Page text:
The salespeople are sitting around with nothing to do.
On another note the dealers here in Atlanta are switching salespeople to salary because there are no commissions and they don't want their top people to quit. (Not sure where they would go).
Posted by: me at September 7, 2008 06:45 AM
I would be very curious if anyone has projected the domestic manufacturers current product mix of sales and gross margins over the next 6 months to a year. I have always heard that trucks and SUVs provided virtually all the profit to domestic auto manufacturers while they made next to nothing on their small cars. In addition (in what may be a stunningly stupid observation of the obvious) the domestic manufacturers have derived significant earnings over the past 5 years (until 2007) from their financing subsidiaries which are now being projected to need cash and thus exacerbating the big three's woes.
Posted by: Chris Jacobs at September 7, 2008 07:55 AM
How is this July-August rise any different from 2007? The derivatives look the same on every graph that you show.
I don't see much in the way of any seasonality on these graphs. Remove the huge outlier that is 2005, and things look pretty flat March-September (that is, if we are eyeballing things, since nobody is actually doing any real curve analysis here).
At best, the seasonality looks like a rise in March when the new models come in, and a drop in September with a brief rise in December as people buy year-end models. But the data is so noisy, that is really just a guess from the business cycle, not the data itself.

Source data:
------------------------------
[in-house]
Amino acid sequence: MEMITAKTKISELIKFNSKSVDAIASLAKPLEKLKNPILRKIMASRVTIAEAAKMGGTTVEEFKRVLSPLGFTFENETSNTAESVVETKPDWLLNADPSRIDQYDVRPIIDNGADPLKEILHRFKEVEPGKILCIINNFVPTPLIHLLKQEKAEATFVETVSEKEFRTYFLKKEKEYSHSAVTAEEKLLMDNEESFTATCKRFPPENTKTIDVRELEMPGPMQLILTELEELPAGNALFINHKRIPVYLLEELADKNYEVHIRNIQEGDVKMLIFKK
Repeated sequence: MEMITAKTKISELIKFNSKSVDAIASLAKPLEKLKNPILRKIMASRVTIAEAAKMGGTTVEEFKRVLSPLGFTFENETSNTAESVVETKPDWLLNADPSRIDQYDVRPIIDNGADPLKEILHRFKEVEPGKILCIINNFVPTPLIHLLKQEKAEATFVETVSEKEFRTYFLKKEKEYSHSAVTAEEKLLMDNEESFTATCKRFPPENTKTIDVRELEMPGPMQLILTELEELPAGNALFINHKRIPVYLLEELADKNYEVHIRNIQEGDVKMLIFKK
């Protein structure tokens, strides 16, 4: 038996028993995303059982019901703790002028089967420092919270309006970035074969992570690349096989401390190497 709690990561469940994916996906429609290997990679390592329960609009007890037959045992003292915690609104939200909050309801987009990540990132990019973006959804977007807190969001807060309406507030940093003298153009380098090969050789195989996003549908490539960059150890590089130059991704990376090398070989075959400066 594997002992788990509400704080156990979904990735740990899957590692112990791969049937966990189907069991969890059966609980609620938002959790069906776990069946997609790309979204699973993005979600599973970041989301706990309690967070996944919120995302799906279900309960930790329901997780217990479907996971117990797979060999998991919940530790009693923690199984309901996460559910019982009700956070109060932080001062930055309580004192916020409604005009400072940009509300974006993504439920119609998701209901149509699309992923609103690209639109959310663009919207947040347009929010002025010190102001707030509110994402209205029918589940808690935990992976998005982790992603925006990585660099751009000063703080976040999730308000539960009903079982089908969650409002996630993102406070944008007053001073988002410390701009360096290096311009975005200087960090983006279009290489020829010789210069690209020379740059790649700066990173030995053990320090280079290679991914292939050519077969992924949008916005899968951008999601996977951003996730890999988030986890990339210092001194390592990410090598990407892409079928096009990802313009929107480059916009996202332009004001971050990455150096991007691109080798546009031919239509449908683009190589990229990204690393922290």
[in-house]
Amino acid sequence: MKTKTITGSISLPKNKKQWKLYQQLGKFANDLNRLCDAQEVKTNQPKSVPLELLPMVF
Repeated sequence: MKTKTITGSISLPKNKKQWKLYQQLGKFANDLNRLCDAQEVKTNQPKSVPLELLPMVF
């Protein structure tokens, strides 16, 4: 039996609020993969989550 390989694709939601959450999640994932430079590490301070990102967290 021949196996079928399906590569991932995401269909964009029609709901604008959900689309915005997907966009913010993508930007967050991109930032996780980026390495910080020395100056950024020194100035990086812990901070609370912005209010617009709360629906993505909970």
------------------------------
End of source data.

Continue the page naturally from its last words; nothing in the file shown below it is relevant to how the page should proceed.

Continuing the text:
Posted by: Walker at September 7, 2008 07:58 AM
OK: gasoline prices are just one little thing, though significant.
If we're experiencing further income losses, this implies that the so-feared phase of "Macroeconomic negative NON-Linearities" is just at the beginning!
In reality until now the overall US macro-cycle has been slowing, but not contracting yet!
WE NEED NOW AN EXPECTATION OF WEAK ACTIVITY OVER THE NEXT QUARTERS JUST TO BRING DOWN CORE INFLATION!
IT IS INEVITABLE, THOUGH PAINFUL.
Posted by: BR at September 7, 2008 12:12 PM
If we wanted to cut demand on oil, take out all drive throughs in every establishment and focus on parking and shutting vehicles off.
Posted by: Anonymous at September 8, 2008 08:51 AM
"You can make year-on-year comparisons by looking across entries within any given set of columns, and see month-to-month changes by looking across groups of columns."
How does it look in 3-d bar charts?
Posted by: Robert Bell at September 9, 2008 05:01 AM
I think vehicle sales are not in a typical cycle, most owners have decided to drive what they have 'til the wheels fall off. They are waiting for fuel efficency to go up and/or technology to change. Why buy now? What you buy could be obsolete in a year or two. Prediction if this is true is not really possible based to previous sales information.
Posted by: John at September 9, 2008 05:38 AM
I don't think lower prices can do much to reverse this. There would need to be good reason for people to believe gas prices will stay down. I don't think gas prices can get low or stable enough for people to ignore the possibility of high gas prices during the life cycle of their purchases.
Posted by: aaron at September 9, 2008 07:09 AM
Record automobile sales levels have been maintained until recently due to the availability of cheap, even free (interest rate less than inflation)money as the Fed has kept interest rates lower than the rate of inflation for 30 straight months. The party is now over and lenders (especially on car leases) have to take a hit as the car credit bubble implodes. Leases that were booked 2 years ago as profitable, are no longer so as residual values have plummeted. Lenders are forced to retroactively book losses on what was thought of as profitable transactions. The availability of cheap credit resulted in overconsumption and a crash in the new car market. There can be no rebound until the losses are realized and demand for new cars resumes.
Posted by: Broxburnboy at September 9, 2008 04:10 PM